With another peace march approaching, I would guess that the leaders of the peace movement are quite excited to see if the President's low approval ratings and the low approval ratings of the situation in Iraq will bring a united call for immediate withdrawal.
At my university, I remember the early peace movement well and attended the few debates on campus about the need to go to war. What struck me most was the absence of any groups representing what I would think of as the middle ground or the mainstream. There were a few hawkish, young republican neo-cons who were dwarfed by a much larger group of hippy types and punks (I’m trying to descriptive, and intend no offense.) They were outfitted in their respective uniforms from Hot Topic or from the Salvation Army. They were also, based on what they had to say, completely devoid of any specific reasoning regarding the specific question of invading Iraq and Afghanistan.
Their messages were generic anti-war slogans and pacifist mantras. I remember thinking to myself that these kids were simply playing the part; they hadn't taken the time to educate themselves about the specific case of invading Iraq and Afghanistan. They wanted to experience the counter-culture movement that they had heard so much about, and that they expected to be a worthy experience during their college years. No doubt, drugs were still a big part of the anti-war culture (as was music -- you wouldn't want to be caught dead in the anti-war culture listening to anything remotely mainstream or common. And a polo shirt would be a death sentence.)
And yet, a common and mainstream anti-invasion movement was what was needed to stop the quagmire that has become Iraq. This should have included average looking Americans (preferably parents of soldiers, spouses, and their children) who had misgivings about the idea that the president was selling.
The Democrats in the Senate and House were duped into thinking that the threat was something more than the half-baked utopian ideology that it was. But many of them weren't prepared to offer a counter solution. For too long they had shrugged off foreign policy or failed at it.
I think the Democrats now need to put a bold agenda for the military out there to win back the trust of the American people. Here's my stab at a few general points.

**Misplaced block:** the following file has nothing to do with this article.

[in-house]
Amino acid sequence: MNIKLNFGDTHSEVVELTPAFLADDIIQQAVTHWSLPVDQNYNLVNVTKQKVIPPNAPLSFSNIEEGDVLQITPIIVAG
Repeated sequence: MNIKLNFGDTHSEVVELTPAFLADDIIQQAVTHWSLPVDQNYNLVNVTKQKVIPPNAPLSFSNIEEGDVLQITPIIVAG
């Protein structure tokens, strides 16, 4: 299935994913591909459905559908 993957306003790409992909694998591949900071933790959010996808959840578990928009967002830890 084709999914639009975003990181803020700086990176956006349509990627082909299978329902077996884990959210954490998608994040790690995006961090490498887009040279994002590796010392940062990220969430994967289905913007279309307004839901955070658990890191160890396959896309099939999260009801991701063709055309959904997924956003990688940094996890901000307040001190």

1. Rebuild our military. Bush's war has left us weak and vulnerable. We need to rebuild our military: make it better, stronger, faster, lighter so that America can be safe from opportunistic enemies. Rather than issue drastic cuts in military spending, we need to spend more to rebuild our military strength at home to scare off potential enemies. Rather than take on the military industrial complex, Democrats need to embrace and make it more fair – an opportunity for Americans to move up in a staid economy.
2. Refocus our future military interventions into humanitarian missions. We could have saved millions with our military in Rwanda, East Timor and Darfur. I believe our military would have been more successful in these places in dealing with insurgencies. There is a world of difference in their ability to perform when the world is behind them and the cause is just. The good will we could win could rebuild our soft power around the world, and reunite our traditional allies behind the real war on terrorism that isn't being fought.
3. A strategic redeployment plan in Iraq. We need to move our forces into theatres they can win in. Move more troops to Afghanistan (the only country that really should have been invaded) and pull existing troops in Iraq into fortified, remote bases for responses to civil war.
Now here's the shocker: I think Hillary is the best candidate to lead us on this front. She has won the respect of the military and the U.S. Senate as someone who takes the military seriously.
I know that a lot of people want to take her to task for her vote to invade Iraq, but I really think that a mainstream, common, anti-war movement needs to be lead by someone who was involved in the initial invasion.
Keep in mind, the U.S. public strongly supported the invasion of Afghanistan and Iraq. Are they going to appreciate the Democratic Party making 2008 about getting back at them and making them feel ashamed for supporting the war? I think a majority are going to be far more likely to support someone who initially supported the war, but has come to see that it was a mistake -- just like they did. And it’s the majority that is going to rule in 2008.
Granted, lcloud, the Billary thing is chauvinistic. But Bill is part of the team and everything I’ve heard about Bill Clinton's post presidential years indicates that he is most sorry and trying to make up for his failure in Rwanda. Perhaps a Hillary presidency would allow him a chance to make up for that. I think it's a worthy task to give him.